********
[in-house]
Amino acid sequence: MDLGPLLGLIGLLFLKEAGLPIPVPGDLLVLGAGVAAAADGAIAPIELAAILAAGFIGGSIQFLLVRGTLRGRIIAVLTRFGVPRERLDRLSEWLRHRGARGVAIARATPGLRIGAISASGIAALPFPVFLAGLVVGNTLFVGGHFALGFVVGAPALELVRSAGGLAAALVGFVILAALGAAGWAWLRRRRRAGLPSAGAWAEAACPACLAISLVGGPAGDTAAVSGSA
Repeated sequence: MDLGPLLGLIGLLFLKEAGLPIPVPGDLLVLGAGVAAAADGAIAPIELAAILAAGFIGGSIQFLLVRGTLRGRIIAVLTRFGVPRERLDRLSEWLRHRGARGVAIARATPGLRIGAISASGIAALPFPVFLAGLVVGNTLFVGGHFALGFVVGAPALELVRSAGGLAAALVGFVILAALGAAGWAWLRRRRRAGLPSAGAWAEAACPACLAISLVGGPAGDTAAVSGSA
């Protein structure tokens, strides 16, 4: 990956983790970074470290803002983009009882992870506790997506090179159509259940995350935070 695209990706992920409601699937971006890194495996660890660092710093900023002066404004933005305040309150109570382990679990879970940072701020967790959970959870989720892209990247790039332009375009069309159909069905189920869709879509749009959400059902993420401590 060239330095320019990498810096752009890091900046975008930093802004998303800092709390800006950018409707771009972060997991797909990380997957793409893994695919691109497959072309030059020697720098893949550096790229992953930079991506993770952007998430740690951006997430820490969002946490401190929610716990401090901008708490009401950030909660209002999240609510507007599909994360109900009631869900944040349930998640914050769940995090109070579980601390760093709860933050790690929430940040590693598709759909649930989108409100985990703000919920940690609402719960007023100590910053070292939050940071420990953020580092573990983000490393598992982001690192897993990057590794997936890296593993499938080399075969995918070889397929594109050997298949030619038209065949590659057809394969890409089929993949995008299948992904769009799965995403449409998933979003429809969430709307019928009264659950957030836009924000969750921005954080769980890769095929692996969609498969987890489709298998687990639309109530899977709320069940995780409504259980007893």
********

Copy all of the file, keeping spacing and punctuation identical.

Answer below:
[in-house]
Amino acid sequence: MDLGPLLGLIGLLFLKEAGLPIPVPGDLLVLGAGVAAAADGAIAPIELAAILAAGFIGGSIQFLLVRGTLRGRIIAVLTRFGVPRERLDRLSEWLRHRGARGVAIARATPGLRIGAISASGIAALPFPVFLAGLVVGNTLFVGGHFALGFVVGAPALELVRSAGGLAAALVGFVILAALGAAGWAWLRRRRRAGLPSAGAWAEAACPACLAISLVGGPAGDTAAVSGSA
Repeated sequence: MDLGPLLGLIGLLFLKEAGLPIPVPGDLLVLGAGVAAAADGAIAPIELAAILAAGFIGGSIQFLLVRGTLRGRIIAVLTRFGVPRERLDRLSEWLRHRGARGVAIARATPGLRIGAISASGIAALPFPVFLAGLVVGNTLFVGGHFALGFVVGAPALELVRSAGGLAAALVGFVILAALGAAGWAWLRRRRRAGLPSAGAWAEAACPACLAISLVGGPAGDTAAVSGSA
């Protein structure tokens, strides 16, 4: 990956983790970074470290803002983009009882992870506790997506090179159509259940995350935070 695209990706992920409601699937971006890194495996660890660092710093900023002066404004933005305040309150109570382990679990879970940072701020967790959970959870989720892209990247790039332009375009069309159909069905189920869709879509749009959400059902993420401590 060239330095320019990498810096752009890091900046975008930093802004998303800092709390800006950018409707771009972060997991797909990380997957793409893994695919691109497959072309030059020697720098893949550096790229992953930079991506993770952007998430740690951006997430820490969002946490401190929610716990401090901008708490009401950030909660209002999240609510507007599909994360109900009631869900944040349930998640914050769940995090109070579980601390760093709860933050790690929430940040590693598709759909649930989108409100985990703000919920940690609402719960007023100590910053070292939050940071420990953020580092573990983000490393598992982001690192897993990057590794997936890296593993499938080399075969995918070889397929594109050997298949030619038209065949590659057809394969890409089929993949995008299948992904769009799965995403449409998933979003429809969430709307019928009264659950957030836009924000969750921005954080769980890769095929692996969609498969987890489709298998687990639309109530899977709320069940995780409504259980007893």